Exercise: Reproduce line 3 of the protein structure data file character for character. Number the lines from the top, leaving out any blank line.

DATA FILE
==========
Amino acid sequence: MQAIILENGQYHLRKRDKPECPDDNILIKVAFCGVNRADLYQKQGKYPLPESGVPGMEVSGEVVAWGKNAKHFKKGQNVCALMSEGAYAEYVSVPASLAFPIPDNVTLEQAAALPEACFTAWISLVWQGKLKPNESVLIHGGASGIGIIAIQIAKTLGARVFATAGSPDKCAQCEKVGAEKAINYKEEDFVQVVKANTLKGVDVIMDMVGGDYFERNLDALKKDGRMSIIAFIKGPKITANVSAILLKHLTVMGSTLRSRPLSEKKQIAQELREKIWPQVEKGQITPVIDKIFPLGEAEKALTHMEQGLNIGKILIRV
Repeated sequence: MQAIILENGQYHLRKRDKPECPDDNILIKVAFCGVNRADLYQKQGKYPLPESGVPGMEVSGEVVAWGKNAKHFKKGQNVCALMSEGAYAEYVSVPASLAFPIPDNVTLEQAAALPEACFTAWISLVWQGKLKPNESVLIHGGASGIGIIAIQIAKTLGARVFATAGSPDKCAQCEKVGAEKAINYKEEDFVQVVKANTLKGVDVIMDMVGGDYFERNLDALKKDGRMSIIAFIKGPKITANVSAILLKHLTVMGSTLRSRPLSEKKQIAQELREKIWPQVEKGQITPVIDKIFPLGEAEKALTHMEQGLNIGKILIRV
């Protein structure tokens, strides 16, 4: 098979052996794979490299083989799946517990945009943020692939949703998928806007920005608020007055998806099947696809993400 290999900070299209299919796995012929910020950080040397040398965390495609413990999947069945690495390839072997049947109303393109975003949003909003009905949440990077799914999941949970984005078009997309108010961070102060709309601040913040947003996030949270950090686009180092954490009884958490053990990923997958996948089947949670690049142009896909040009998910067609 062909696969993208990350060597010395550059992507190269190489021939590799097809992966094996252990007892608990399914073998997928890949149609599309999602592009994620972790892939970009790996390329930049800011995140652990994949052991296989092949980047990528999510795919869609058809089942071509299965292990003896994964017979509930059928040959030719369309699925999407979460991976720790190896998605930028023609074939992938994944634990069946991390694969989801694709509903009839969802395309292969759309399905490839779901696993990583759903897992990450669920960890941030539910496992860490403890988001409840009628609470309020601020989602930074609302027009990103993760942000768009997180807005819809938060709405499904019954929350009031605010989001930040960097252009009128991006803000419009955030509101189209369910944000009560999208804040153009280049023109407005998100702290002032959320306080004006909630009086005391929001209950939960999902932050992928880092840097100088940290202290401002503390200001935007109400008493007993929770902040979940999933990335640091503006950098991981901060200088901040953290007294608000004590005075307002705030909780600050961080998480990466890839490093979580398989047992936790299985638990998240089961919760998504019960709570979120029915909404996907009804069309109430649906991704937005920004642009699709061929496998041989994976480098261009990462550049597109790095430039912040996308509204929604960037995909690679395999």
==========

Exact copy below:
């Protein structure tokens, strides 16, 4: 098979052996794979490299083989799946517990945009943020692939949703998928806007920005608020007055998806099947696809993400 290999900070299209299919796995012929910020950080040397040398965390495609413990999947069945690495390839072997049947109303393109975003949003909003009905949440990077799914999941949970984005078009997309108010961070102060709309601040913040947003996030949270950090686009180092954490009884958490053990990923997958996948089947949670690049142009896909040009998910067609 062909696969993208990350060597010395550059992507190269190489021939590799097809992966094996252990007892608990399914073998997928890949149609599309999602592009994620972790892939970009790996390329930049800011995140652990994949052991296989092949980047990528999510795919869609058809089942071509299965292990003896994964017979509930059928040959030719369309699925999407979460991976720790190896998605930028023609074939992938994944634990069946991390694969989801694709509903009839969802395309292969759309399905490839779901696993990583759903897992990450669920960890941030539910496992860490403890988001409840009628609470309020601020989602930074609302027009990103993760942000768009997180807005819809938060709405499904019954929350009031605010989001930040960097252009009128991006803000419009955030509101189209369910944000009560999208804040153009280049023109407005998100702290002032959320306080004006909630009086005391929001209950939960999902932050992928880092840097100088940290202290401002503390200001935007109400008493007993929770902040979940999933990335640091503006950098991981901060200088901040953290007294608000004590005075307002705030909780600050961080998480990466890839490093979580398989047992936790299985638990998240089961919760998504019960709570979120029915909404996907009804069309109430649906991704937005920004642009699709061929496998041989994976480098261009990462550049597109790095430039912040996308509204929604960037995909690679395999």